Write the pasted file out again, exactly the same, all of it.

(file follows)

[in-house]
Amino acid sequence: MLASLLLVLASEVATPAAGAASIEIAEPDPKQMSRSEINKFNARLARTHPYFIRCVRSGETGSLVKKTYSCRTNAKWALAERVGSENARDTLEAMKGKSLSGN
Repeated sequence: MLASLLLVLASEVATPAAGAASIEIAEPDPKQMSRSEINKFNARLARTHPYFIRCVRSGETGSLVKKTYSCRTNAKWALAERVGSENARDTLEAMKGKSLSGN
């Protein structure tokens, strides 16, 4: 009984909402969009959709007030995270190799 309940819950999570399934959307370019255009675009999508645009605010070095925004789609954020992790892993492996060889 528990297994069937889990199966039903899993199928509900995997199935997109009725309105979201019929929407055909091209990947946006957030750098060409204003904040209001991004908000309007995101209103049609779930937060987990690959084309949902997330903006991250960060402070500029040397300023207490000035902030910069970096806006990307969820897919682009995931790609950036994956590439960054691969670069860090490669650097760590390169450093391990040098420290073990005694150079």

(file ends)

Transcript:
[in-house]
Amino acid sequence: MLASLLLVLASEVATPAAGAASIEIAEPDPKQMSRSEINKFNARLARTHPYFIRCVRSGETGSLVKKTYSCRTNAKWALAERVGSENARDTLEAMKGKSLSGN
Repeated sequence: MLASLLLVLASEVATPAAGAASIEIAEPDPKQMSRSEINKFNARLARTHPYFIRCVRSGETGSLVKKTYSCRTNAKWALAERVGSENARDTLEAMKGKSLSGN
């Protein structure tokens, strides 16, 4: 009984909402969009959709007030995270190799 309940819950999570399934959307370019255009675009999508645009605010070095925004789609954020992790892993492996060889 528990297994069937889990199966039903899993199928509900995997199935997109009725309105979201019929929407055909091209990947946006957030750098060409204003904040209001991004908000309007995101209103049609779930937060987990690959084309949902997330903006991250960060402070500029040397300023207490000035902030910069970096806006990307969820897919682009995931790609950036994956590439960054691969670069860090490669650097760590390169450093391990040098420290073990005694150079």